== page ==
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Trauma-Informed Social Work: Best Practices and Strategies

December 20, 2023
Person, holding hands with social worker

While the concept of trauma was first explored in the context of war, it’s now understood to encompass a wide variety of experiences. Everything from adverse childhood experiences, such as sexual abuse, to surviving a natural disaster can trigger a traumatic response. In fact, an international survey found that more than 70% of the population has reported being affected by traumatic events.1

A deeper understanding of the psychological harm caused by trauma has transformed the world of post-traumatic stress disorder (PTSD) treatment. But it’s also played a powerful role in shaping the field of social work.

More social workers are focusing on training that highlights a trauma-informed framework that focuses on the impact of trauma on both individuals and communities. Trauma-informed social work helps social workers better understand the people they serve, addressing the root of their behavior and creating a treatment plan that's tailored to their needs.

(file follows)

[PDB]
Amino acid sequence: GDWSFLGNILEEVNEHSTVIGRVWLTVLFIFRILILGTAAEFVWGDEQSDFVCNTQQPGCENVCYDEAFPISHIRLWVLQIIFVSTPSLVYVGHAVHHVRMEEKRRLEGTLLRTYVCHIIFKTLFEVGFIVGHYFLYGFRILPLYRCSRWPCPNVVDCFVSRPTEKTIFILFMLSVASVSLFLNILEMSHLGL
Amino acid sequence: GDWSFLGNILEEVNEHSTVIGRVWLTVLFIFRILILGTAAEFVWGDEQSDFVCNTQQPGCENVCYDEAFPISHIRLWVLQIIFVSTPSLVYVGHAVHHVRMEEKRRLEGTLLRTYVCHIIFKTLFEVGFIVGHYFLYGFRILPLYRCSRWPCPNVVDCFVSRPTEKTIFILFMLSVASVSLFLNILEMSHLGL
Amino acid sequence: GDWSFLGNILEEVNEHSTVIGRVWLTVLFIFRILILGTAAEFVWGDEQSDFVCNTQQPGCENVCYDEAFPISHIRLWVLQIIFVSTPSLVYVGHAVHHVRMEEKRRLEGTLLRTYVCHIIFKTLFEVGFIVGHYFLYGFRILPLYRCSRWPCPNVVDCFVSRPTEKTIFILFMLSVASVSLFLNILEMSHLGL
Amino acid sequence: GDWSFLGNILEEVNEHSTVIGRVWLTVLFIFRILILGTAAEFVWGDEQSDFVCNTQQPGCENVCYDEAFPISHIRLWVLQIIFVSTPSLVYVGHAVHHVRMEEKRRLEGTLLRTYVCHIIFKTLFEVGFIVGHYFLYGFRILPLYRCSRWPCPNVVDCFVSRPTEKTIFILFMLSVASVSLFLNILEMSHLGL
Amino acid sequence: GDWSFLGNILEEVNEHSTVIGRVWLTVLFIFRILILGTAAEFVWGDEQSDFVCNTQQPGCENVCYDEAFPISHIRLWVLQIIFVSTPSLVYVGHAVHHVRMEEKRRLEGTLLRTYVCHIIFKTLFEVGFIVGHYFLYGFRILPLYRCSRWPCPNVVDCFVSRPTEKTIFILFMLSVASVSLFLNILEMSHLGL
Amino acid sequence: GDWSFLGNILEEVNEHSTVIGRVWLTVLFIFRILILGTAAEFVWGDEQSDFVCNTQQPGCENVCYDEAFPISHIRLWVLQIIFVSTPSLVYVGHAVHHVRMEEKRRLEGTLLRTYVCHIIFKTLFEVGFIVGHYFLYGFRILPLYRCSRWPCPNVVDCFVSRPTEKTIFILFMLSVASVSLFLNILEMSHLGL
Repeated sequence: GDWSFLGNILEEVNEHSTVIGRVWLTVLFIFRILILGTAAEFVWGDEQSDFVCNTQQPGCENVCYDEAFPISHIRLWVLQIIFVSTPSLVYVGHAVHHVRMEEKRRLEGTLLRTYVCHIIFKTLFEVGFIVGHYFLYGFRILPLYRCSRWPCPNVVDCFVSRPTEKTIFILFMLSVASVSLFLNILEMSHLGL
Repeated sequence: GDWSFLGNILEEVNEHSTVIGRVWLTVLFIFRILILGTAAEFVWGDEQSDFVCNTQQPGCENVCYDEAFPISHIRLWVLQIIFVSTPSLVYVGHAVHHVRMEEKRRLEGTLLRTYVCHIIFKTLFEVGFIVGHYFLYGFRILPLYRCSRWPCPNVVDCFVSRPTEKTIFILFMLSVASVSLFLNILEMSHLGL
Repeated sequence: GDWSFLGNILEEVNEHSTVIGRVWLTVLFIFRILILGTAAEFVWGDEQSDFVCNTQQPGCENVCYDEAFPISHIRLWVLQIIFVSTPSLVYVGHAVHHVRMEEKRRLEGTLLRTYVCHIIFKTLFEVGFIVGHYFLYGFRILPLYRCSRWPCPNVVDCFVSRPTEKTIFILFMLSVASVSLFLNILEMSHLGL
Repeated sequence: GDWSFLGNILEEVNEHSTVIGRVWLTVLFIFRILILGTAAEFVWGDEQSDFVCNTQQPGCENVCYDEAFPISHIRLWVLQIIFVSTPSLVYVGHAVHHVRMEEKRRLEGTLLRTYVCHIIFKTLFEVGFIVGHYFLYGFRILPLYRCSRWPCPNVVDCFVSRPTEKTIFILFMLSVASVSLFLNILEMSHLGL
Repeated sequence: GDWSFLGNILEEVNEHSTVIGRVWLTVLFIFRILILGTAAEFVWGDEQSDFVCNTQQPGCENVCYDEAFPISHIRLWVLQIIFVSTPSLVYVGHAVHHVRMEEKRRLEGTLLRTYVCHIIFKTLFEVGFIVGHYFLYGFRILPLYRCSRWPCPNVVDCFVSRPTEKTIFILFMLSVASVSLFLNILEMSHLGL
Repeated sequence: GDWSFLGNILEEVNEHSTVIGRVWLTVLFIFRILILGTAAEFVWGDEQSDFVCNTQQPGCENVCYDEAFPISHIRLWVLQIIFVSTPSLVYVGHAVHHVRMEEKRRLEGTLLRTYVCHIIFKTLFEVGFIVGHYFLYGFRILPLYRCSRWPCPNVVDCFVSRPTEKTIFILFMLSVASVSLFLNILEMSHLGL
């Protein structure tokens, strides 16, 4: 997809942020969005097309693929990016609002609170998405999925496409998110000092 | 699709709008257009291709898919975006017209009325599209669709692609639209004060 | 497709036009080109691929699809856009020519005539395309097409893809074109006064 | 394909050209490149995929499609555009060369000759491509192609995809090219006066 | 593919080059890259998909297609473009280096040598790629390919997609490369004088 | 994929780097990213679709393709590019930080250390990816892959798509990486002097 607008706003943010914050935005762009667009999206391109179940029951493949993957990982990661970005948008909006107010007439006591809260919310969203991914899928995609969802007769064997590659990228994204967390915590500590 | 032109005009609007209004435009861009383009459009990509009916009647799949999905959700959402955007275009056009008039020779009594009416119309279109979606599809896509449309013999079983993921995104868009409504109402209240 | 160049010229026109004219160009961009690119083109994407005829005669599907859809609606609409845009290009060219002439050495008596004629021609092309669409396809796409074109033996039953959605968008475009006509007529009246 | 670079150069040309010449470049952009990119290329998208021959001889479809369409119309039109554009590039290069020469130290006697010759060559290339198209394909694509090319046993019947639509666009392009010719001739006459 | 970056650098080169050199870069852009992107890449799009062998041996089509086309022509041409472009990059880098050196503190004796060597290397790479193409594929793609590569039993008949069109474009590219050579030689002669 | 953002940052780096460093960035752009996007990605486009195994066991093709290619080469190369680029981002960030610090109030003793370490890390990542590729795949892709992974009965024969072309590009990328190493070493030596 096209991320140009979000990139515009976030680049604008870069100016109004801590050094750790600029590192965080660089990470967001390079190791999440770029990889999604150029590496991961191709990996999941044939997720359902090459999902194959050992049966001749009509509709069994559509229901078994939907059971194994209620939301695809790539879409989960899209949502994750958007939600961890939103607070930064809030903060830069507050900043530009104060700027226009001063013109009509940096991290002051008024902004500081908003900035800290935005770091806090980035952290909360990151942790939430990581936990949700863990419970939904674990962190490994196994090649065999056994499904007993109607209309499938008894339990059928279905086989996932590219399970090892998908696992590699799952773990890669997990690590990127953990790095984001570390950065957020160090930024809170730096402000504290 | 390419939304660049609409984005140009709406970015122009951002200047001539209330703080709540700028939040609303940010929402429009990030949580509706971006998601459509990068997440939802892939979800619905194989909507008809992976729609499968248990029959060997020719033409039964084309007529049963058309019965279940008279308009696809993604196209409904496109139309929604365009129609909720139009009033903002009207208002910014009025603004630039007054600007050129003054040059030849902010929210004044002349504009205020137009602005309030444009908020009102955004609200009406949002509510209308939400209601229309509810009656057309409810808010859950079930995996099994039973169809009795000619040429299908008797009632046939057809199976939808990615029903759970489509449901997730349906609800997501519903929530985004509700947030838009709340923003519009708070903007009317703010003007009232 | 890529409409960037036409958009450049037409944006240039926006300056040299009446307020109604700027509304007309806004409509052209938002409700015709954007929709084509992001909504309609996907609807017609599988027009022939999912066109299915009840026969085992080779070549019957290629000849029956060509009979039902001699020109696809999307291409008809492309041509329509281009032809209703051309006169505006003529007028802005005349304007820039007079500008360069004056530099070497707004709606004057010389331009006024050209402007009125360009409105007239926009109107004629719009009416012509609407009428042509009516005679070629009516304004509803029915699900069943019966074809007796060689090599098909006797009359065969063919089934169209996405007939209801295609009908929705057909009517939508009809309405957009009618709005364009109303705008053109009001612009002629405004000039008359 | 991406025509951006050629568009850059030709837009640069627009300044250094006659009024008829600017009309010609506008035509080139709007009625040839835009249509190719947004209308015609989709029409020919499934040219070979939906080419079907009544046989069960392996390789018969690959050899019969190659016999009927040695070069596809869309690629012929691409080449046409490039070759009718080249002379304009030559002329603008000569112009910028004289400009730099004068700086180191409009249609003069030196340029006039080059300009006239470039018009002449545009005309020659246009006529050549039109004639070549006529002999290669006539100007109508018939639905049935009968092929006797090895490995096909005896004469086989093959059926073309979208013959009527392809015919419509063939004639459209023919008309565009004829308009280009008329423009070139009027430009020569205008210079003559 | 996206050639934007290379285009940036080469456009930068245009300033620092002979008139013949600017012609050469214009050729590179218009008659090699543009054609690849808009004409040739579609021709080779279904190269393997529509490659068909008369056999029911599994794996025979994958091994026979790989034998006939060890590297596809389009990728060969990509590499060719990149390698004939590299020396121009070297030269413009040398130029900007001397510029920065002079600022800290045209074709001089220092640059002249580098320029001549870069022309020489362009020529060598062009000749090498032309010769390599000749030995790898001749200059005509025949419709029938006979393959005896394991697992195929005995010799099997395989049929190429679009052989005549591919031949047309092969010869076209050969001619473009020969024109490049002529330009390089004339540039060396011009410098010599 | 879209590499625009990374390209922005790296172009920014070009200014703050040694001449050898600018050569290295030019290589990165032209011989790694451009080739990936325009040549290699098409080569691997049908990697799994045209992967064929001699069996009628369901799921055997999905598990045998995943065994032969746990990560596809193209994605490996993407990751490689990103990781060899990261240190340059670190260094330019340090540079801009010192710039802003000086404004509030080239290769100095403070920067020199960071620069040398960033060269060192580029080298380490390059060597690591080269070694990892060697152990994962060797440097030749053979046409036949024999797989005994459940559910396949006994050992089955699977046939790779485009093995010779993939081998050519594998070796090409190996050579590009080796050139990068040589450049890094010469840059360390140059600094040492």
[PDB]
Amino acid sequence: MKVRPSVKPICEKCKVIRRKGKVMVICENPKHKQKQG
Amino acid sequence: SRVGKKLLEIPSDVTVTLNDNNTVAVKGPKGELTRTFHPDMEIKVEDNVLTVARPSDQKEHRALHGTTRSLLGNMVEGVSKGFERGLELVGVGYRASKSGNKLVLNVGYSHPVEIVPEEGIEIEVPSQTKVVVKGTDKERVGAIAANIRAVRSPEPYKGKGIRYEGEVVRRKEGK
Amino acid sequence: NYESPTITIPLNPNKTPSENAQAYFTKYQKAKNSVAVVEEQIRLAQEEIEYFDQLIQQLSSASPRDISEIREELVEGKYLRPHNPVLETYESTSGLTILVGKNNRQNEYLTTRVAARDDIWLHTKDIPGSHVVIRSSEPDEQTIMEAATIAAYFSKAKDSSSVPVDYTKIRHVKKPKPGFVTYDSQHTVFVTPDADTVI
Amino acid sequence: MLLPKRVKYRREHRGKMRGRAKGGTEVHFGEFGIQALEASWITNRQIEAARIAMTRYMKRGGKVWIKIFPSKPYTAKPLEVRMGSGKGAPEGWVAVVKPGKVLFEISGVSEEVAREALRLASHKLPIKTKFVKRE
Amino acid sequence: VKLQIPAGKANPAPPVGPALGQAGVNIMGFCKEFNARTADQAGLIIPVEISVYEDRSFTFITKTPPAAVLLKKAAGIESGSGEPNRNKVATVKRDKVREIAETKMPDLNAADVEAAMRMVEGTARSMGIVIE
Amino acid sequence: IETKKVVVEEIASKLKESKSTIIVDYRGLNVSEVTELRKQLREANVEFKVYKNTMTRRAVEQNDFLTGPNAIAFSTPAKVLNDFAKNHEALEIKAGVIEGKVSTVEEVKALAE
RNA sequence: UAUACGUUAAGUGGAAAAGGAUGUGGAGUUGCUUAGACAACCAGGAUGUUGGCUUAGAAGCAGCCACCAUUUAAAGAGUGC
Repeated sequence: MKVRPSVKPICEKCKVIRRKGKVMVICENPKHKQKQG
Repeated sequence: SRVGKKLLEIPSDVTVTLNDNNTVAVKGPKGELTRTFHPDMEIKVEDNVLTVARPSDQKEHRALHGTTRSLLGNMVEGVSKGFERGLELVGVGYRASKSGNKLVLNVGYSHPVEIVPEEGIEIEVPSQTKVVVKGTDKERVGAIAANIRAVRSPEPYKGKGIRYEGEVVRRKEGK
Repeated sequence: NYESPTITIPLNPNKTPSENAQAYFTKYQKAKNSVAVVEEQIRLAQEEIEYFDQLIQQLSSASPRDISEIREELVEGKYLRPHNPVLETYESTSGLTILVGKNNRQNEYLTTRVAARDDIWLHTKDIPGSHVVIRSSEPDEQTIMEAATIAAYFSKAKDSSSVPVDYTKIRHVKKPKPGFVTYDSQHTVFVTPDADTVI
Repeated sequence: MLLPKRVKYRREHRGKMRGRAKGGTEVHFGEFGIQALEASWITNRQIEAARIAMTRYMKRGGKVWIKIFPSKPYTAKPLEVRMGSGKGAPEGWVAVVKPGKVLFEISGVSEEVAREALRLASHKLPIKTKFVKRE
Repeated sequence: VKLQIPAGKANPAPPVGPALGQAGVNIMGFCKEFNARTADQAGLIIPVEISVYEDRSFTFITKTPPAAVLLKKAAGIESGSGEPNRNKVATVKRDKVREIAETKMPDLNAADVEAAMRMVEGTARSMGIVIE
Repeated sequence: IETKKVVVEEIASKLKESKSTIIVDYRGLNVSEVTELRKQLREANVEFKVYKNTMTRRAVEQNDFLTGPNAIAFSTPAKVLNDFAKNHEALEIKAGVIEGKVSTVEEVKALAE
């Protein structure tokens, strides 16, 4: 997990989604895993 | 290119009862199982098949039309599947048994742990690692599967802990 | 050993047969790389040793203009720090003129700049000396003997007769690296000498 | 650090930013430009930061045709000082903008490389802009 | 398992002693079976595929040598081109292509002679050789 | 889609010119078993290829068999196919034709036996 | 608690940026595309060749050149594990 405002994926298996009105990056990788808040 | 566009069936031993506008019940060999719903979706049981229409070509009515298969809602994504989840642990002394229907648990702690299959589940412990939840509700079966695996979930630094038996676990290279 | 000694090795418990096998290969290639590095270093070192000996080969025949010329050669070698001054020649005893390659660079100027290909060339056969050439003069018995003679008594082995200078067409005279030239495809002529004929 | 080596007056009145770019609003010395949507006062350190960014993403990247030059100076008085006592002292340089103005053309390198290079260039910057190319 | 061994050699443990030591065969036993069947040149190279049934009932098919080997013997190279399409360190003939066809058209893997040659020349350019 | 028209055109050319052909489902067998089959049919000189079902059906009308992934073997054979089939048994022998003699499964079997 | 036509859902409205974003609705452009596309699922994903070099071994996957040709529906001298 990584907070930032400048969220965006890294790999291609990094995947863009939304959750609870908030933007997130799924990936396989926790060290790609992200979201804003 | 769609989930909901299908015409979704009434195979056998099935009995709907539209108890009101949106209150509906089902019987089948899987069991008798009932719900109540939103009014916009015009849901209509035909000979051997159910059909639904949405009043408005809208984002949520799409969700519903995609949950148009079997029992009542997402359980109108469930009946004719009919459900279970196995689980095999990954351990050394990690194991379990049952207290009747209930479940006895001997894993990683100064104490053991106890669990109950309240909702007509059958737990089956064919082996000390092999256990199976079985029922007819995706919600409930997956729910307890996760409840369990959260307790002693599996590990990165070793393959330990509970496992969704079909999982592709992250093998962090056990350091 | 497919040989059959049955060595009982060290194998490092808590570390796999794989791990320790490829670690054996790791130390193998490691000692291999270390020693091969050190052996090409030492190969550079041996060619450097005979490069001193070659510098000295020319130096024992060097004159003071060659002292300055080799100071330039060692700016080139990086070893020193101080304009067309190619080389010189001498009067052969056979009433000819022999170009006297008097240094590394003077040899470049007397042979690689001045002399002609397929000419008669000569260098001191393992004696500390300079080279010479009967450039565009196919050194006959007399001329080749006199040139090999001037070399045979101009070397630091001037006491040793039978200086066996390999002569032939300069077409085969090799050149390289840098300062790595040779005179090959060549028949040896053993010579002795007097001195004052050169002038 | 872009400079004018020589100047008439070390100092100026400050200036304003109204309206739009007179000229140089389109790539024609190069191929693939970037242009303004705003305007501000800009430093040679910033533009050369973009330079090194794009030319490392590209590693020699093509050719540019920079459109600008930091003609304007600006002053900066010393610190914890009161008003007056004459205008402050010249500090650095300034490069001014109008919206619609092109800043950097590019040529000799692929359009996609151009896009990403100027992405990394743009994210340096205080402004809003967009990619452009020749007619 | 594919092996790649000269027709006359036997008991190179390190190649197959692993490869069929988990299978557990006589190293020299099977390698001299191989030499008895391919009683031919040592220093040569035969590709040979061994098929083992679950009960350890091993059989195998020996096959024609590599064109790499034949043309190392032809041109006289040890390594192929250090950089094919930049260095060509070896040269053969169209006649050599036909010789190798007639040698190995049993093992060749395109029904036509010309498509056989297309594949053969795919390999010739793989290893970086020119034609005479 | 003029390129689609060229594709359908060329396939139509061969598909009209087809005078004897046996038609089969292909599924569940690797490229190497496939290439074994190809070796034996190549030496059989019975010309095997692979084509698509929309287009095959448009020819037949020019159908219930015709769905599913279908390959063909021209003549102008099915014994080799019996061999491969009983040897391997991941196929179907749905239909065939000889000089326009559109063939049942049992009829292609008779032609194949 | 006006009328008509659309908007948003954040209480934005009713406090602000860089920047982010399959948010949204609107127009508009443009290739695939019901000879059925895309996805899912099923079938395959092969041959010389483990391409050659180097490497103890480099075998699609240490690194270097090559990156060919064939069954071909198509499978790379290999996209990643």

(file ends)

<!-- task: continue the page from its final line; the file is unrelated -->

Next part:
Let’s explore the basics of trauma-informed social work, including the best practices for bringing trauma-informed care to your clients.

Understanding Trauma-Informed Mental Health Services Administration

For social workers, understanding trauma is integral to the practice. It’s common to encounter clients with a traumatic history, including clients who may be actively experiencing trauma.

A trauma-informed social worker understands that those who need services the most may have been fundamentally shaped by their traumatic experiences. From crisis intervention techniques to emotional regulation strategies, social workers can use a trauma-informed approach to tailor a treatment plan to each client’s complex needs.